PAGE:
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Sunday 16 December 2018

Review: Cold Dream Colour

Pavilion Theatre

Deirdre Mulrooney

IT'S NICE to see a bit of rock-star oomph being injected into the world of contemporary dance.

In 'Cold Dream Colour', Morleigh Steinberg's choreographic celebration of 94-year-old artist Louis Le Brocquy, her husband The Edge's haunting score (in collaboration with Paul Chavez) underpins the Butoh-inspired homage in a low-key, yet recognisable, way.

Steinberg and co-choreographers Oguri and Liz Roche create a 75-minute dream-space of hypnotic slow-motion dance tableaux in response to a series of Le Brocquy's paintings (helpfully reproduced in the programme note).

Embodying what might be the spirit of Le Brocquy's ethereal paintings, Oguri's opening sequence is spellbinding. His amoebic, creature-like facial expressions could have come straight out of Japan's premier Butoh company, Sankai Juku (who opened Dublin Theatre Festival in 2007), or else perhaps out of Le Brocquy's more mysterious portraits.

The spectre of a female nude (reminiscent of the 2002 painting 'Being'), behind a translucent, suspended plastic curtain then suddenly gives way to a Beckettian moment of visceral mouth-sucking evocative of Le Brocquy's spooky 1974 'Head with Open Mouth Clever'.

In what could be a roll on a lawn, after Le Brocquy's 1940 painting 'A Picnic', Irish contemporary dancers Liz Roche, of Rex Levitates Dance Company, Katharine O'Malley and the towering Grant McLay come to the fore in Roche's trademark soft gestural vocabulary. Roche's choreography approaches Oguri's exquisite Butoh being, and even sidles up to it, yet keeps its own integrity.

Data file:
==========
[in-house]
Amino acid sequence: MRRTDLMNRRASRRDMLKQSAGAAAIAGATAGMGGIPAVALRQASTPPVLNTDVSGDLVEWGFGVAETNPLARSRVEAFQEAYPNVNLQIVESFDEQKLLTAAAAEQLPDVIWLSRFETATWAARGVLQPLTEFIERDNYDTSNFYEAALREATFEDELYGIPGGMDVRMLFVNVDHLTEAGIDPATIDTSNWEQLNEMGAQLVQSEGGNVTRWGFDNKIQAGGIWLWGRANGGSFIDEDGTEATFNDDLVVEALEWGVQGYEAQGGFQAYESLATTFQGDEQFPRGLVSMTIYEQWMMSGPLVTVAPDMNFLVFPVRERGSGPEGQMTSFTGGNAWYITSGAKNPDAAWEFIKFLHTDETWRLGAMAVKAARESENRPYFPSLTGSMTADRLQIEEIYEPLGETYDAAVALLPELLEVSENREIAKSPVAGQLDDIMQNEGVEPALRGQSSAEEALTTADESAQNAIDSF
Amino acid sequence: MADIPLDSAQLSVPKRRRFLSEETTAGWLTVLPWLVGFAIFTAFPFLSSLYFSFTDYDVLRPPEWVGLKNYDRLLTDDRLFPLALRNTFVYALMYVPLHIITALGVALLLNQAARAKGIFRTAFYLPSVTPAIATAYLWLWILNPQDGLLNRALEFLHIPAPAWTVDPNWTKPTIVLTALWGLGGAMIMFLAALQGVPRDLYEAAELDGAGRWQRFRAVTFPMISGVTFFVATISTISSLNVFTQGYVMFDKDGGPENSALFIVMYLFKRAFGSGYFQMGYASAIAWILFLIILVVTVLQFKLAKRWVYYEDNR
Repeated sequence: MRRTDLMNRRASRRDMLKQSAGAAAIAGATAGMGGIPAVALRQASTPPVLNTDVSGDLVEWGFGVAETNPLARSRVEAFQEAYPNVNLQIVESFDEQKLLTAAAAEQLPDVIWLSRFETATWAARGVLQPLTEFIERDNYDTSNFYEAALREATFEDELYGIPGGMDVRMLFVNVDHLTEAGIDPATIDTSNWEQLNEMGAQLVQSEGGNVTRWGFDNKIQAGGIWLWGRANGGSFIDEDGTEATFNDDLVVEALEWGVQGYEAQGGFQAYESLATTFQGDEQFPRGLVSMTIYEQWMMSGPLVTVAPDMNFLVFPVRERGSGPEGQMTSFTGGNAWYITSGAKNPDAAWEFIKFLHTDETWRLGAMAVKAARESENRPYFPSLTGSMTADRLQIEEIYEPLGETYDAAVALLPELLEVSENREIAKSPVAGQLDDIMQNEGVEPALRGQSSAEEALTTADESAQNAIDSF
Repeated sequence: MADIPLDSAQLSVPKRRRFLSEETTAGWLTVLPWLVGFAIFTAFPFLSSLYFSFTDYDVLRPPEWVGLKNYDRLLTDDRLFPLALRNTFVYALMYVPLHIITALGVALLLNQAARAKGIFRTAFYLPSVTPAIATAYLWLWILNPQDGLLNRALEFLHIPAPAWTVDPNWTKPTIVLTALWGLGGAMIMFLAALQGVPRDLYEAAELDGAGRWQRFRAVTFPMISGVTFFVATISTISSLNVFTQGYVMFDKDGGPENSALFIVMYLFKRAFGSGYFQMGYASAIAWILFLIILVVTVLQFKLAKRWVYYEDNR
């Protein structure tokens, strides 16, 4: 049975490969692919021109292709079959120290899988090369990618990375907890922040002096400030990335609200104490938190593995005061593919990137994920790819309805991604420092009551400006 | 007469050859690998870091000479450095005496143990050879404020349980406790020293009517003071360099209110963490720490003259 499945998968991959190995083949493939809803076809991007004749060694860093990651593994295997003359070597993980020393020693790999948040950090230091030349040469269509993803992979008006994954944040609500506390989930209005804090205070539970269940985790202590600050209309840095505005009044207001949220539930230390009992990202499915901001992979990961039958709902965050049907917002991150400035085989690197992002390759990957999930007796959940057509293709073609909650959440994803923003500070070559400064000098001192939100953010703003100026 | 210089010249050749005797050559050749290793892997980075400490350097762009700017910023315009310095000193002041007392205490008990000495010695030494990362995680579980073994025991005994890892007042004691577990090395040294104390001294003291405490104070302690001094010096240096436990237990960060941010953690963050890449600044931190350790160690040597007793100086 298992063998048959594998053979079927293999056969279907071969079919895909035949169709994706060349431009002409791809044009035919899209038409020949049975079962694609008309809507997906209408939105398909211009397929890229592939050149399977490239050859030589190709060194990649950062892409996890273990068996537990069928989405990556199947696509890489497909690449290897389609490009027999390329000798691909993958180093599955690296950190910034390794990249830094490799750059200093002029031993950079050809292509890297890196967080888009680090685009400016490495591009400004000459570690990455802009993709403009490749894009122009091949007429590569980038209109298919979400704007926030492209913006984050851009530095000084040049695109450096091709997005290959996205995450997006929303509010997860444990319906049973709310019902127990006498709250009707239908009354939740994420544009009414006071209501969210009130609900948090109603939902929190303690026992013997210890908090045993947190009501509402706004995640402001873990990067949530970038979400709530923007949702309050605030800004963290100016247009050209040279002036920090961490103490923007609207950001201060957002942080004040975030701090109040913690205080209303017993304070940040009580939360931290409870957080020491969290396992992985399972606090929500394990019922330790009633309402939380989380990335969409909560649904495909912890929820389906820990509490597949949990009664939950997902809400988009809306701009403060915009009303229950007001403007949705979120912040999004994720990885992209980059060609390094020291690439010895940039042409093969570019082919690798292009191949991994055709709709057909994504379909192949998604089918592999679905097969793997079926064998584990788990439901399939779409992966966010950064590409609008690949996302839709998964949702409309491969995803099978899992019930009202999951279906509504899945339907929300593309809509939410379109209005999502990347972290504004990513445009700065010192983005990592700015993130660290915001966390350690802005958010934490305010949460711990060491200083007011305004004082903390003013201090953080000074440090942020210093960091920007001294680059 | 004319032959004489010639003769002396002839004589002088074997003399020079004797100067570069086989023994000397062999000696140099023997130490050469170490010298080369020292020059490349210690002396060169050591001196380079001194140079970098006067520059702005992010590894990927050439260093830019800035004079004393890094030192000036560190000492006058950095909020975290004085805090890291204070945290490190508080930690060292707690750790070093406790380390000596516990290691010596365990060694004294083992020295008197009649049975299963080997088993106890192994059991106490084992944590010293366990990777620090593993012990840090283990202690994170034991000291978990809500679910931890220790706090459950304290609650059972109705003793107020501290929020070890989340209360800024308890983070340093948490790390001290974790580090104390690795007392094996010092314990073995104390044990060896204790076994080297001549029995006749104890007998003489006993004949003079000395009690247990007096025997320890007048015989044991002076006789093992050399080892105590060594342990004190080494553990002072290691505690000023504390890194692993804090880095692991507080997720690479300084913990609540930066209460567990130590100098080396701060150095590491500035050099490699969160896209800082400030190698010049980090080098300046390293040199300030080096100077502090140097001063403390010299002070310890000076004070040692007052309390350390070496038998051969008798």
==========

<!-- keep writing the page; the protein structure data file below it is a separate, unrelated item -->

Beautifully lit by Oguri and Steinberg, there are two choreographic vocabularies at play. For example, a powerful solo performed in Morleigh's own diagonal, slanty light exists somewhere between contemporary dance and Butoh.

Roxanne Steinberg adds a graceful symmetry, while the child-like Cat Westwood introduces the joyful simplicity of Le Brocquy's 1951 'Child with Flowers', and a welcome breath of playfulness.

Mariad Whisker's subtle India-meets-Isadora Duncan flowing costumes clothe these shadows and suggestions perfectly in muted, neutral tones of grey, taupe, and off-white plastic.

More rhythmic variety and a climactic moment or two would have lifted occasional longueurs in this gorgeous, mesmeric tribute to a deserving Master.

Irish Independent

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